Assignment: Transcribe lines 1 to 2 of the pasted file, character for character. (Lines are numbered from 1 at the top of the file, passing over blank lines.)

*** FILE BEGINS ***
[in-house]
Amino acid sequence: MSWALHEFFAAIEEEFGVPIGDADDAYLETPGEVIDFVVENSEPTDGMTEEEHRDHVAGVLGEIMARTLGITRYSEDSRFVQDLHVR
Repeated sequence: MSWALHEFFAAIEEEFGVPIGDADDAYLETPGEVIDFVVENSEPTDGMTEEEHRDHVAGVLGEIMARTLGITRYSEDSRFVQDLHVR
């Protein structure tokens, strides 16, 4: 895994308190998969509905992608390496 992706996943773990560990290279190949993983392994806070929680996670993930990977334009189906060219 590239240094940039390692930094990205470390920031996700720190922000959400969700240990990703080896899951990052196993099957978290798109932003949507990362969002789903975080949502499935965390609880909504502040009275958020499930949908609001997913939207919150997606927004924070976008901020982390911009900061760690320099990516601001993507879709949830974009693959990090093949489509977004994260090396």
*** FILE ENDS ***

[in-house]
Amino acid sequence: MSWALHEFFAAIEEEFGVPIGDADDAYLETPGEVIDFVVENSEPTDGMTEEEHRDHVAGVLGEIMARTLGITRYSEDSRFVQDLHVR